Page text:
Cahill writes that Geraghty established a reputation as an intuitive and highly capable industrial advocate and tactician. Together with Elliott, Geraghty transformed the lives of ordinary seafarers - winning for them for the first time a guaranteed annual wage, severance pay, long service leave, and a rotating leave system which gave seafarers regular time off. Winning these improved conditions of employment enabled seafarers to live more regular lives, obtain loans to purchase homes, and spend time with their families. As the husband of Tess and father of Mathew, Christopher and Brian, Geraghty knew well the strain on families from seafarers being away from home for long stretches. On the evening of his retirement in 1991, attended by representatives from across the breadth of the labour movement including Prime Minister Bob Hawke, ACTU Secretary Bill Kelty said that Pat Geraghty was a “trade union hero” and noted that he had been a trail blazer on issues like vocational training for workers and winning occupational superannuation.
Geraghty was a committed communist, internationalist and friend of the socialist societies and numerous national liberation movements. He joined the Communist Party of Australia (CPA) as a young man. In 1971 a large minority of party members including many trade union activists left the CPA and helped form the Socialist Party of Australia (SPA). Elliott, Geraghty and many seafarers were part of this exodus. Elliott and Geraghty were elected to the SPA’s central committee. The CPA spilt was the consequence of major differences over international and national policy and the political and industrial strategy that was right for Australia.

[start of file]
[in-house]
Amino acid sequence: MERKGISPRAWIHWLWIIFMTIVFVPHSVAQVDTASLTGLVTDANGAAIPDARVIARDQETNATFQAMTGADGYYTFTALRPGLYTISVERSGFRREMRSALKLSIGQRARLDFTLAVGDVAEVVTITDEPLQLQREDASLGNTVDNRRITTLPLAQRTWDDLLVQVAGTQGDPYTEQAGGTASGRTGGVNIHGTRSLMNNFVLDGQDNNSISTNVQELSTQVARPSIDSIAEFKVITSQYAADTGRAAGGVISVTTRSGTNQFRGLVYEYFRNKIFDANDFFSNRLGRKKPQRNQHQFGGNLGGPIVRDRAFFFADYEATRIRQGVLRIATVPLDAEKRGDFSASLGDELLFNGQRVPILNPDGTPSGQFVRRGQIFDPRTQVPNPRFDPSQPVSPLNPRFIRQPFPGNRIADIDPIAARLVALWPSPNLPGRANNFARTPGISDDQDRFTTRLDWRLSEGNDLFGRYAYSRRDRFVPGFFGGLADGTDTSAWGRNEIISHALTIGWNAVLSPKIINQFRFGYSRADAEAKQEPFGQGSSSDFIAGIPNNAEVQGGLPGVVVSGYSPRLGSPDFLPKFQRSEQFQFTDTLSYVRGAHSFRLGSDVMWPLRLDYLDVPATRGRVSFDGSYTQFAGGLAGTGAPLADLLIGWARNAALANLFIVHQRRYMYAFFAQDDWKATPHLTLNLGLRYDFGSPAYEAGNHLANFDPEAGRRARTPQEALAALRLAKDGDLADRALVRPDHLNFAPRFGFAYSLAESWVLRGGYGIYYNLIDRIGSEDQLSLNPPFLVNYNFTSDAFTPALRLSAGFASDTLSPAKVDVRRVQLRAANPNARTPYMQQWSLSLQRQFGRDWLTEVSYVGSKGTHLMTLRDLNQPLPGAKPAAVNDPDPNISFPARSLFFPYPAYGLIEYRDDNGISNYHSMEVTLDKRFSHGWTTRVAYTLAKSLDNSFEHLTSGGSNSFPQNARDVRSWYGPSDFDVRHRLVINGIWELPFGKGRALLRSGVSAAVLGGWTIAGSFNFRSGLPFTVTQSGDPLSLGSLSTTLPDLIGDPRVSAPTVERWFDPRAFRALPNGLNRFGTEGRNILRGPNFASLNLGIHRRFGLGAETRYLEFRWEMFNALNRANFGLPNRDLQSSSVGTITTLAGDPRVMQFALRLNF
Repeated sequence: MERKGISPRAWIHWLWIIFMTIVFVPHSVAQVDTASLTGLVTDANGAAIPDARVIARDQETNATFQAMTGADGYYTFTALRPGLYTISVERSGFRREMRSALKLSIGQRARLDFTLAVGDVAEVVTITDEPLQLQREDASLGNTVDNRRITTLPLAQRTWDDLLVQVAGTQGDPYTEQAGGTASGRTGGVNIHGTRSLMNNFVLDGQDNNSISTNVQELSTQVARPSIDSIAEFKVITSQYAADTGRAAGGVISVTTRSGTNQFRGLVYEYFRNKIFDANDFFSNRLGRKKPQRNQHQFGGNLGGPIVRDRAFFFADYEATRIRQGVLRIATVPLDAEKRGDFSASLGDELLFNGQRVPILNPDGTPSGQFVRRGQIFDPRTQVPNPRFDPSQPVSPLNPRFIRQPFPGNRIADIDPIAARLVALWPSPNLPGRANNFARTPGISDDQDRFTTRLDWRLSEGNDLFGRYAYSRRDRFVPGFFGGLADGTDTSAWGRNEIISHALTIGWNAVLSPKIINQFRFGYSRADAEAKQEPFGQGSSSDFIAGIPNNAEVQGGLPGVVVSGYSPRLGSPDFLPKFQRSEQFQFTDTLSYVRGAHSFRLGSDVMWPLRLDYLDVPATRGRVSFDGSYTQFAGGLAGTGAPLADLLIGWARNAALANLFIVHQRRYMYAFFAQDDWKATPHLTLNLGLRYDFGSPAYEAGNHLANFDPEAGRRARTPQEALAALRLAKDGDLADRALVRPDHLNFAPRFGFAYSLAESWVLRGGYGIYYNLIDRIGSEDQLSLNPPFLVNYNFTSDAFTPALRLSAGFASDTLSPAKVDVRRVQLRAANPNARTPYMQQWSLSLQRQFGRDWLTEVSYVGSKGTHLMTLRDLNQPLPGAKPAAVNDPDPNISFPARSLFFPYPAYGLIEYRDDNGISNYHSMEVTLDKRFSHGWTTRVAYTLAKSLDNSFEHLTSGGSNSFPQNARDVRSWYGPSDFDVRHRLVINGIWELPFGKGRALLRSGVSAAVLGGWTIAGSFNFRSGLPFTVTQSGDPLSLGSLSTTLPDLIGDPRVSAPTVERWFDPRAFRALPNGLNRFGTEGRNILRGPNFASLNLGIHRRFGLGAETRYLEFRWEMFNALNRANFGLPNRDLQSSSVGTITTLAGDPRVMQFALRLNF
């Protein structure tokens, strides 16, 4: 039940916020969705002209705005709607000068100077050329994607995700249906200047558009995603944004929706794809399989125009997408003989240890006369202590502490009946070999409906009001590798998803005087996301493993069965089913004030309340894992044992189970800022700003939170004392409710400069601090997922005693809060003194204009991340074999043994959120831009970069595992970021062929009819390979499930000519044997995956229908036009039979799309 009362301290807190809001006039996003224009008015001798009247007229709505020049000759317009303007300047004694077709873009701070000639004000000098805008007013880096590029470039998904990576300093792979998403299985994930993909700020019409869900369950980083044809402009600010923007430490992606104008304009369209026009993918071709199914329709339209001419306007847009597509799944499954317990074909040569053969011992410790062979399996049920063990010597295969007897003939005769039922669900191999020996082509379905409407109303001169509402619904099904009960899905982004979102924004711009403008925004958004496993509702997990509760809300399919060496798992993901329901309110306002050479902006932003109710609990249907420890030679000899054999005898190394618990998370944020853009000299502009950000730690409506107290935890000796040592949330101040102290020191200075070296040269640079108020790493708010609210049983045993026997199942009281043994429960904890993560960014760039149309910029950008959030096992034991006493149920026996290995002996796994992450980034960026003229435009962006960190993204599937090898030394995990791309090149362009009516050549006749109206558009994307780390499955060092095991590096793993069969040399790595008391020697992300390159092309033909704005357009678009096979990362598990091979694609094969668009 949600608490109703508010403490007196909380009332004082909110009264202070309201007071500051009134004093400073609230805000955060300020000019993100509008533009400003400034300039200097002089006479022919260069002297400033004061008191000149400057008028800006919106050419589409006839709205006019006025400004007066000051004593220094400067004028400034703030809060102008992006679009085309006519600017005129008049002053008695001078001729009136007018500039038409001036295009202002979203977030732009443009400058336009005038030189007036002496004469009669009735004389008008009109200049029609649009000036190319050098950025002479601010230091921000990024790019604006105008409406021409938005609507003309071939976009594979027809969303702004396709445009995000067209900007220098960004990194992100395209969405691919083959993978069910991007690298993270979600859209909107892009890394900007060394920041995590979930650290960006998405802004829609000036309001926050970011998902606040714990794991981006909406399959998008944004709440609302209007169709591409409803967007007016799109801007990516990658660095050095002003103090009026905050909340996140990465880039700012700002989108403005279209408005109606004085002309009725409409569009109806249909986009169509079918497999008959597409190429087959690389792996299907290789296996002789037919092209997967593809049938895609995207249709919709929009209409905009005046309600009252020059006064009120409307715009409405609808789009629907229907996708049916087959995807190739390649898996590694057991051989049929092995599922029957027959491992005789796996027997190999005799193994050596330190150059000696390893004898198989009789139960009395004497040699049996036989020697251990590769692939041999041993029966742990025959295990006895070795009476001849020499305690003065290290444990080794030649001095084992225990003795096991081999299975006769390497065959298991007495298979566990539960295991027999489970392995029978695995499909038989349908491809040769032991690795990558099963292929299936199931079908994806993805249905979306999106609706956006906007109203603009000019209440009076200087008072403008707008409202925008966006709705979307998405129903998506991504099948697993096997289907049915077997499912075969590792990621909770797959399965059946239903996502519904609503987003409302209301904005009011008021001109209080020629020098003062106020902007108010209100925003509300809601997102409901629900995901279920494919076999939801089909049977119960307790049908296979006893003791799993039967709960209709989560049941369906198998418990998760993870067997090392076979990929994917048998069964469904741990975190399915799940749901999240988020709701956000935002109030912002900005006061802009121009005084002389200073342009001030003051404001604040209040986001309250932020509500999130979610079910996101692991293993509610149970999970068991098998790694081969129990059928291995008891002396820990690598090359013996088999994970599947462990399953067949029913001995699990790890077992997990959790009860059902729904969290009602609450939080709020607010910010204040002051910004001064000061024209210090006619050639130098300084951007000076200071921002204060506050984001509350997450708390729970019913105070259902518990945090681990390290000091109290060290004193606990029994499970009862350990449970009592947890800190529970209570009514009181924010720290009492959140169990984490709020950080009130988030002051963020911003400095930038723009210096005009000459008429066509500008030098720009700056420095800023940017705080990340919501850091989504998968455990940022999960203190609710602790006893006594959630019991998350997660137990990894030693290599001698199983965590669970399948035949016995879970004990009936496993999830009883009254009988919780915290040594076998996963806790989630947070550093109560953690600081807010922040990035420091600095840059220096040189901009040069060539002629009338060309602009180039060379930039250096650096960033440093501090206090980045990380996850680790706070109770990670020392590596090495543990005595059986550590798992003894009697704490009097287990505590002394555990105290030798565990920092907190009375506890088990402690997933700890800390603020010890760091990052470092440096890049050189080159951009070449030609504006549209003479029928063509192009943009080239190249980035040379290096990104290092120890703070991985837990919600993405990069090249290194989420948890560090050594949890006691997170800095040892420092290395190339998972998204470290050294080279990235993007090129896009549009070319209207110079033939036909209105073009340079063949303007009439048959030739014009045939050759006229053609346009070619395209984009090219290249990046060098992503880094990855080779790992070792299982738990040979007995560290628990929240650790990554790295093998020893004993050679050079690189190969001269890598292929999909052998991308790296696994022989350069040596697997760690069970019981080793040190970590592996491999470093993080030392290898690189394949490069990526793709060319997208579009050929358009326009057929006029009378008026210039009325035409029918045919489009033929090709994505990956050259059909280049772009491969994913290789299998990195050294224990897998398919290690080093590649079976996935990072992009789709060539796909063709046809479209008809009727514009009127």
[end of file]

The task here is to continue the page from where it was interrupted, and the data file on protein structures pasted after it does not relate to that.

By 1983, however, major differences had also surfaced in the SPA. The party’s trade union base, led by prominent officials like Geraghty and Pat Clancy of the Building Workers Industrial Union (BWIU), resigned or were expelled. At the time Geraghty remarked that he felt an overwhelmingly sense of déjà vu. He felt that in both the CPA (during the early 1970s) and the SPA (during the early 1980s) the party functionaries had turned on their trade union base because they perceived its leaders were not being “revolutionary enough” and were a handbrake on the parties’ more radical agenda and search for ways to effect change. From the viewpoint of Geraghty and many like-minded trade union leaders who were party members, as union officials they were accountable to their members and it was the place of the party to suggest but not prescribe the policies and tactics they pursued. Geraghty was constantly seeking to develop the political understanding of young seafarers and organised many Marxist schools, which a seafarer once described as the “university of the working class”.